The SA National Conventional Arms Control Committee (NCACC) approved 137 export permits valued at over R500 million in the first quarter of 2020 and approved the supply of weapons to neighbouring Mozambique.
This is according to a report tabled at a meeting of Parliament’s Joint Standing Committee on Defence (JSCD) this week by committee chair, Jackson Mthembu, Minister in the Presidency. He told the committee the NCACC is prescribed by law to report to Parliament and the presentation to the oversight committee was by invitation.
He said South Africa supplied weapons to Mozambique but did not disclose what weapons were involved or quantities. “We couldn’t say no to Mozambique as it is a legitimate government under attack by terrorists,” he said, referring to the insurgency in Cabo Delgado province.
Mthembu’s presentation showed South African defence industry-produced goods went or will go to 42 countries authorised by the NCACC. A total of 137 export permits worth R500 million were authorised for the first quarter of 2020.
The value of contracts authorised for the first quarter of 2020 amounted to R7 billion and covered 20 permits to 17 countries.
Mthemthu’s presentation provides no information on exact products or services provided or contracted for or which countries will be on the receiving end of South African defence expertise in its widest sense.
The NCACC authorised imports of defence equipment worth R1 183 736 441 from 24 countries under 97 permits in the first quarter of 2020.
Mthembu also listed what is termed “dual use goods technologies” exports in his presentation to the JSCD. Here eight permits to six countries valued at R1 790 193 were approved in the first quarter.
The meeting also heard the NCACC was investigating South African weapons that have found their way to Libya. The NCACC did not specify which weapons were involved, but photos have emerged of South African sniper rifles and Mbombe armoured personnel carriers in the North African country. The Mbombe vehicles are believed to have been delivered via Jordan.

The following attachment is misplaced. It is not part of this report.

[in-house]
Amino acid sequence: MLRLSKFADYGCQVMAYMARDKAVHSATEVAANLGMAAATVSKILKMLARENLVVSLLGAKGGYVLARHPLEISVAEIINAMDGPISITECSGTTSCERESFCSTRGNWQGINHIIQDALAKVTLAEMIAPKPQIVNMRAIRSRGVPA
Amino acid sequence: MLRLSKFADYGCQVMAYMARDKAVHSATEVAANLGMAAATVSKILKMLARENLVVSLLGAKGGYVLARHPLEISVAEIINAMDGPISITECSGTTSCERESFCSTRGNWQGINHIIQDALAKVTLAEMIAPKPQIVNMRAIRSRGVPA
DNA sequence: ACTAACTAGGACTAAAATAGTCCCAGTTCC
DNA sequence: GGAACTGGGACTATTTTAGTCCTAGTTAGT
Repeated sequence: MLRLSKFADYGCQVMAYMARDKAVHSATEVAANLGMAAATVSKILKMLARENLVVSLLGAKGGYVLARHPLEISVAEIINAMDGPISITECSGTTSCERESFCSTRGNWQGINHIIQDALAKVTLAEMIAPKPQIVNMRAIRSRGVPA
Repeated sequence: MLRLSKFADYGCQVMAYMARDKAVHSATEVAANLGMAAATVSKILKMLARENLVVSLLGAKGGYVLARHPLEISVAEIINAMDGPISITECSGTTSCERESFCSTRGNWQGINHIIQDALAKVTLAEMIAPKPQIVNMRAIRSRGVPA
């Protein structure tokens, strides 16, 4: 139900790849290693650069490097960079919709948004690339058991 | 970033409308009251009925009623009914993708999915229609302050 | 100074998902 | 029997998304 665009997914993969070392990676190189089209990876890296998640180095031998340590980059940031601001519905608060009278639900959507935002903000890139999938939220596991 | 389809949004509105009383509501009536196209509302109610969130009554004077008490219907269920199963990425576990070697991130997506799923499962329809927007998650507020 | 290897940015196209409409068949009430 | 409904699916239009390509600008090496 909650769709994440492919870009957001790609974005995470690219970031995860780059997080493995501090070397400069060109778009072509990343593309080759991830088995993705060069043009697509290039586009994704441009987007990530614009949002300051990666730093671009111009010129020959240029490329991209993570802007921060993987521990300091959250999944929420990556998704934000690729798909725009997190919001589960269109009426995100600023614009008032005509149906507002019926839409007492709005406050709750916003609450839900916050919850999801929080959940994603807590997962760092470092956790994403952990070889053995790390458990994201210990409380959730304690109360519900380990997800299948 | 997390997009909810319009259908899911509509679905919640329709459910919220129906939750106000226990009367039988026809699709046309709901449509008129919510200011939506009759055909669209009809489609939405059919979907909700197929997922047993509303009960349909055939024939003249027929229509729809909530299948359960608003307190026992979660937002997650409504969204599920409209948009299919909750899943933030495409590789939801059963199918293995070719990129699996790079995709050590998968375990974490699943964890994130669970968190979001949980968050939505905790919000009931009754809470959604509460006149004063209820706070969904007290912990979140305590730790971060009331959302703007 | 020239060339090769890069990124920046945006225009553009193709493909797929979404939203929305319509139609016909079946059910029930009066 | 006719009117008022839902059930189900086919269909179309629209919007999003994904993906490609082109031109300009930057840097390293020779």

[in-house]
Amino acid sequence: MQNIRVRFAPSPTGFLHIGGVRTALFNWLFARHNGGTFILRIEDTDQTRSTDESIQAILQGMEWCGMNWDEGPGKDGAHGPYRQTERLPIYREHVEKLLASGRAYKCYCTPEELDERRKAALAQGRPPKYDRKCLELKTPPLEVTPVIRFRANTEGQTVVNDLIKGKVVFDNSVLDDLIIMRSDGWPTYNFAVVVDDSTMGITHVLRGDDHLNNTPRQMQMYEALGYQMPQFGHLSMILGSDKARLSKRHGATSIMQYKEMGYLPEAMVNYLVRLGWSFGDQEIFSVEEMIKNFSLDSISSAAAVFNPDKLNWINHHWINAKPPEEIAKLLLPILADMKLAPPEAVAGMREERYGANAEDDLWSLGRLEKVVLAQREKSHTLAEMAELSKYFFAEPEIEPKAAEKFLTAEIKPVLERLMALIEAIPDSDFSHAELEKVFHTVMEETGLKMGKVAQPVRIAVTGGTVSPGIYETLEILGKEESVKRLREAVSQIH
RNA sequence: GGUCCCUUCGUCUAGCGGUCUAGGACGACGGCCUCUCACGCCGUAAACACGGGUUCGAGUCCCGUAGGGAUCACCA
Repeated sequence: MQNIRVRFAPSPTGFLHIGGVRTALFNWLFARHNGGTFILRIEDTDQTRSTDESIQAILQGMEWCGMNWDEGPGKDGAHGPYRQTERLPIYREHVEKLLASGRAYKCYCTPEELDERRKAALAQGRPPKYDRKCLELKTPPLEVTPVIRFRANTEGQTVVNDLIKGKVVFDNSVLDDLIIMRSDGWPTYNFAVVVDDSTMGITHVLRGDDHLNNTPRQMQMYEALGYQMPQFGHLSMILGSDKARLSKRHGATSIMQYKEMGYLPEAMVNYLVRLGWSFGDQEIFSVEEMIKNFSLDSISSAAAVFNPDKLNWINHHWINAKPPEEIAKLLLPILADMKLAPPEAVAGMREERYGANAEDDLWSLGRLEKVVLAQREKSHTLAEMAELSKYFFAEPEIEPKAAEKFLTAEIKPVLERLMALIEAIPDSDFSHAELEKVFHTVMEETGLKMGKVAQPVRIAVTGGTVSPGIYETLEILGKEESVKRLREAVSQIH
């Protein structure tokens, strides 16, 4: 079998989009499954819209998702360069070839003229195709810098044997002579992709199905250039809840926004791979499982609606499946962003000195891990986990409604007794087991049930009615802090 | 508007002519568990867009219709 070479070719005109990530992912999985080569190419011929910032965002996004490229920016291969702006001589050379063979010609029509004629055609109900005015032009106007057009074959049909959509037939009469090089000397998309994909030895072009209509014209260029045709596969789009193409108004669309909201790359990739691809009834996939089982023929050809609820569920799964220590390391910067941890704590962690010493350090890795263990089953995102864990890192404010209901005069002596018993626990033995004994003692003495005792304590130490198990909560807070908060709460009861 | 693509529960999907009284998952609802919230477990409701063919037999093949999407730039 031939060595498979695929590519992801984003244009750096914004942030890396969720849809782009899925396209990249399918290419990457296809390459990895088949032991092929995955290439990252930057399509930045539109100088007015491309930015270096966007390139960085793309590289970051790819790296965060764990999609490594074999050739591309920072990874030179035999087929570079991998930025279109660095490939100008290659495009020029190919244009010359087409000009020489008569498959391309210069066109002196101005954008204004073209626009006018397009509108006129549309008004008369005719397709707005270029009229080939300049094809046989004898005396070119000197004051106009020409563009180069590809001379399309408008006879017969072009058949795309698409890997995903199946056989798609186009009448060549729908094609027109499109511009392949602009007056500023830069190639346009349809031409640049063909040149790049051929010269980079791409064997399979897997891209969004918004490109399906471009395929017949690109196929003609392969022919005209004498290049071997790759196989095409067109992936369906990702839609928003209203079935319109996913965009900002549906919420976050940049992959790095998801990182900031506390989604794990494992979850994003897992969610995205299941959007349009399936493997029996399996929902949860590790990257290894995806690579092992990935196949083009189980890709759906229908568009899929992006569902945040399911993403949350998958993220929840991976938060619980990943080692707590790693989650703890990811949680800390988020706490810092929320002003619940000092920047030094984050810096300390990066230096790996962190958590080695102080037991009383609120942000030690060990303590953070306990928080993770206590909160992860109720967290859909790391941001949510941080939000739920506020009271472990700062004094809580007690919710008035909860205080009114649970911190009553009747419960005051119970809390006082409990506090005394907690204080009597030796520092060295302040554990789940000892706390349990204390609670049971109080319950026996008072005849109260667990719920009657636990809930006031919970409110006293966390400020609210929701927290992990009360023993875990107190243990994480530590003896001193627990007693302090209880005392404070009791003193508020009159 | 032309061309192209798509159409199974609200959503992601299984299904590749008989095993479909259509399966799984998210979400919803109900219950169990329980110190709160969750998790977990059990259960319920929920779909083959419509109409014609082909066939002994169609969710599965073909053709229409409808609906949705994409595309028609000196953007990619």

A topic of discussion was the revised end user certificates (EUCs) regarding post-shipment inspections. The NCACC earlier demanded it be allowed to inspect customer countries’ facilities to verify compliance and that countries must sign end user certificates pledging not to sell weapons to third parties. South Africa’s biggest arms clients Saudi Arabia and the United Arab Emirates refused to sign and consequently halted much of South Africa’s arms exports.
The NCACC in February said it amended end user requirements to read: “It is agreed that on-site verification of controlled items may be performed through diplomatic process.” This replaces the original wording “It is agreed that on-site verification of the controlled items may be performed by an inspector designated by the Minister in terms of Section 9 of the Act.”
Mthembu said the amendment was gazetted in May. He defended it, saying “we acted timeously regarding the EUCs.” The NCACC has not seen a change in orders since the amendment was gazetted “orders continued as they had been before the EUC and continued after. There hasn’t been any difference in terms of applications we have seen.” The NCACC expects to see any difference in the third or last quarter of 2020 due to the impact of the coronavirus pandemic.
Naledi Pandor, International Relations and Co-operation Minister and NCACC member, said there is “great admiration for South Africa’s defence industry. We are on the strict side compared to many parts of the world. It is rare to have members questioned like in South Africa. South Africa holds up a high standard of care…industry sometimes believes legislation rather than being permissive is prohibitive in that permits and approvals are required.”